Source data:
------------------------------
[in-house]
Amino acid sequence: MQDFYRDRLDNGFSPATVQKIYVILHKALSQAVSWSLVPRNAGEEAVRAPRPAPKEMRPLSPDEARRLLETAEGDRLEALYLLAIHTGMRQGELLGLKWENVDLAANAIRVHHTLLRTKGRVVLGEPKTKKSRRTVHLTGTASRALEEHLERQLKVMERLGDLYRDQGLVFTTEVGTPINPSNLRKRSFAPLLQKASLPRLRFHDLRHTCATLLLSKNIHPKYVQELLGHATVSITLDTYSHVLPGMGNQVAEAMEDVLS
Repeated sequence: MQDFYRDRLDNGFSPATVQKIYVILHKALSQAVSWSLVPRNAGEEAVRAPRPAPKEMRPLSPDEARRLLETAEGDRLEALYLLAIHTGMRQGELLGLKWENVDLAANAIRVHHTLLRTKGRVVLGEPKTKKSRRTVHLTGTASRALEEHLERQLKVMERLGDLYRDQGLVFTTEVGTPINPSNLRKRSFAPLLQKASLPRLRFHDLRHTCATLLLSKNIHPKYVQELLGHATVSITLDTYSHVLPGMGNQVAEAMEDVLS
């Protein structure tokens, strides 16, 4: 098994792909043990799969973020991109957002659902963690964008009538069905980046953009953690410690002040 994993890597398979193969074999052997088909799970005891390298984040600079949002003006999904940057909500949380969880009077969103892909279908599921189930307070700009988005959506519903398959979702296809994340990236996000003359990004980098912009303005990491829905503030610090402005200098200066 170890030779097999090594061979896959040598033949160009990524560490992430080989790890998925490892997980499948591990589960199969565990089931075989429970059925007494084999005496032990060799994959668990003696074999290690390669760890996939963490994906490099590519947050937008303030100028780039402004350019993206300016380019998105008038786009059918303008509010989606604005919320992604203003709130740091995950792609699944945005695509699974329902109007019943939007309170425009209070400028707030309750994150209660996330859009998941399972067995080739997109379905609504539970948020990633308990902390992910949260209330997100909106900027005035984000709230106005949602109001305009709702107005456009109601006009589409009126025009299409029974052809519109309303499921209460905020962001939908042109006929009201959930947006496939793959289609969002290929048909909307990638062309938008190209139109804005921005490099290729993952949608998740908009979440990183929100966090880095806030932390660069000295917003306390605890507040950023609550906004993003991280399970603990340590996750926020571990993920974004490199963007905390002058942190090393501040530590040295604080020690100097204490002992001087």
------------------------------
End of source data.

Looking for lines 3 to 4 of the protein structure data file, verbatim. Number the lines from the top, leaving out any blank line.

Repeated sequence: MQDFYRDRLDNGFSPATVQKIYVILHKALSQAVSWSLVPRNAGEEAVRAPRPAPKEMRPLSPDEARRLLETAEGDRLEALYLLAIHTGMRQGELLGLKWENVDLAANAIRVHHTLLRTKGRVVLGEPKTKKSRRTVHLTGTASRALEEHLERQLKVMERLGDLYRDQGLVFTTEVGTPINPSNLRKRSFAPLLQKASLPRLRFHDLRHTCATLLLSKNIHPKYVQELLGHATVSITLDTYSHVLPGMGNQVAEAMEDVLS
């Protein structure tokens, strides 16, 4: 098994792909043990799969973020991109957002659902963690964008009538069905980046953009953690410690002040 994993890597398979193969074999052997088909799970005891390298984040600079949002003006999904940057909500949380969880009077969103892909279908599921189930307070700009988005959506519903398959979702296809994340990236996000003359990004980098912009303005990491829905503030610090402005200098200066 170890030779097999090594061979896959040598033949160009990524560490992430080989790890998925490892997980499948591990589960199969565990089931075989429970059925007494084999005496032990060799994959668990003696074999290690390669760890996939963490994906490099590519947050937008303030100028780039402004350019993206300016380019998105008038786009059918303008509010989606604005919320992604203003709130740091995950792609699944945005695509699974329902109007019943939007309170425009209070400028707030309750994150209660996330859009998941399972067995080739997109379905609504539970948020990633308990902390992910949260209330997100909106900027005035984000709230106005949602109001305009709702107005456009109601006009589409009126025009299409029974052809519109309303499921209460905020962001939908042109006929009201959930947006496939793959289609969002290929048909909307990638062309938008190209139109804005921005490099290729993952949608998740908009979440990183929100966090880095806030932390660069000295917003306390605890507040950023609550906004993003991280399970603990340590996750926020571990993920974004490199963007905390002058942190090393501040530590040295604080020690100097204490002992001087």